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New palaeodictyopterans from the Late Carboniferous of the UK (Insecta: Palaeodictyopterida)

Published online by Cambridge University Press:  15 January 2018

Jakub Prokop*
Department of Zoology, Faculty of Science, Charles University, Viničná 7, CZ-128 44, Praha 2, Czech Republic. Emails:;
Martina Pecharová
Department of Zoology, Faculty of Science, Charles University, Viničná 7, CZ-128 44, Praha 2, Czech Republic. Emails:;
Edmund A. Jarzembowski
State Key Laboratory of Palaeobiology and Stratigraphy, Nanjing Institute of Geology and Palaeontology, Chinese Academy of Sciences, Nanjing 210008, China. Department of Earth Sciences, Natural History Museum, London SW7 5BD, UK. Email:
Andrew J. Ross
Department of Natural Sciences, National Museums Scotland, Chambers Street, Edinburgh EH1 1JF, UK. Email: Department of Earth Sciences, Natural History Museum, London SW7 5BD, UK. Email:
*Corresponding author


New palaeodictyopterans, Vernooijia sassoonae gen. et sp. nov. (Breyeriidae) and Mazonopterumcooperi sp. nov. (Homoiopteridae) are described from the Middle Pennsylvanian (Westphalian D/Late Asturian) of Writhlington, near Radstock (UK). Based on the re-examination of venation in Breyeriaharlemensis, we propose the transfer of this species to the genus Vernooijia as V.harlemensis (Brauckmann & Gröning, 1996) comb. nov. We report the first record of Homaloneura sp. (Spilapteridae) from the Langsettian to Duckmantian of Coseley, Staffordshire. Additionally, we report a fragmentary wing from the Middle Pennsylvanian (late Westphalian D/early Cantabrian) of the Forest of Dean, Gloucestershire, tentatively belonging to the Lycocercidae. Our re-examination of a putative blattodean nymph described by Rolfe (1967) allows re-assignment to Palaeodictyoptera, as it has well-developed wing pads with a corrugated pattern of probably original tracheation and lacunal channels, identified as presumably nymphal exuvia of Idoptilus sp. Surprisingly, our study reveals the presence of three triangular caudal appendages bearing prominent lateral lamellae emerging from the terminal abdominal segment, previously unknown in other nymphs of Palaeodictyoptera. We assume that these lamellae were originally covered with dense setae and possibly represent modified caudal appendages in the form of tracheal gills, as known in the nymphs of damselflies (Odonata: Zygoptera). Thus, the scenario of a possible aquatic lifestyle for nymphs of at least some members of Palaeodictyoptera, as considered by Brongniart (1885, 1893) and Handlirsch (1906), cannot be definitely excluded.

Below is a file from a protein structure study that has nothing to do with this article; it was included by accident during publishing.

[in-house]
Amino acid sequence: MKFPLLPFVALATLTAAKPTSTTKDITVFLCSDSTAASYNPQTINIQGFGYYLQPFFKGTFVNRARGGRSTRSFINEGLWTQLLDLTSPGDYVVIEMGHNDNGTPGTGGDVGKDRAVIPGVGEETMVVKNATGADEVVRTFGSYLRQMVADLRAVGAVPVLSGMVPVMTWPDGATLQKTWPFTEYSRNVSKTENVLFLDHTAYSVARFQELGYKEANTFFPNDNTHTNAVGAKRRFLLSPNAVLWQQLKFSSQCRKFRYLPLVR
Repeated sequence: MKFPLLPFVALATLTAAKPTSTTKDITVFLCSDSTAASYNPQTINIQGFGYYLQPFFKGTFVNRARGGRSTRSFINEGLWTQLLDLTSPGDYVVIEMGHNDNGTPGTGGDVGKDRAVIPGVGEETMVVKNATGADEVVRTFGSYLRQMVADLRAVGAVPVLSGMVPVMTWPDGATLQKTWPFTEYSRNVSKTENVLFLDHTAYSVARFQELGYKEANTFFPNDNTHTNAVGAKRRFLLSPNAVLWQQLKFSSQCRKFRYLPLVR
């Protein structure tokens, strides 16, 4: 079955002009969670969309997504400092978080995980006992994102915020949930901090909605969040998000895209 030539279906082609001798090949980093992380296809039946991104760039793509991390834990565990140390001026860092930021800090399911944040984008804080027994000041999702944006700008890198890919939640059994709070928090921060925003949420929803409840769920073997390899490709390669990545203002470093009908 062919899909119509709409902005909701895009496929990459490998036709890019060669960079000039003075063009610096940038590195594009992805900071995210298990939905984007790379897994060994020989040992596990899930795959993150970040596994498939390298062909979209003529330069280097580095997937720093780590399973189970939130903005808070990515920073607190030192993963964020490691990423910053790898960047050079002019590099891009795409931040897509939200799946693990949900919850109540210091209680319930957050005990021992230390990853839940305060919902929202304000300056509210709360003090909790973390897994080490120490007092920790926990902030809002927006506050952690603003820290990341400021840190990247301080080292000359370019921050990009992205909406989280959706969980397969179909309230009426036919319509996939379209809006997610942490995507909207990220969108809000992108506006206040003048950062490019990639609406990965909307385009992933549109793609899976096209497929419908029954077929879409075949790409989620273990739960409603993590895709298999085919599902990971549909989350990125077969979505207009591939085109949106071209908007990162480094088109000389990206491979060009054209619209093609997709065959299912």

Copyright © The Royal Society of Edinburgh 2018 

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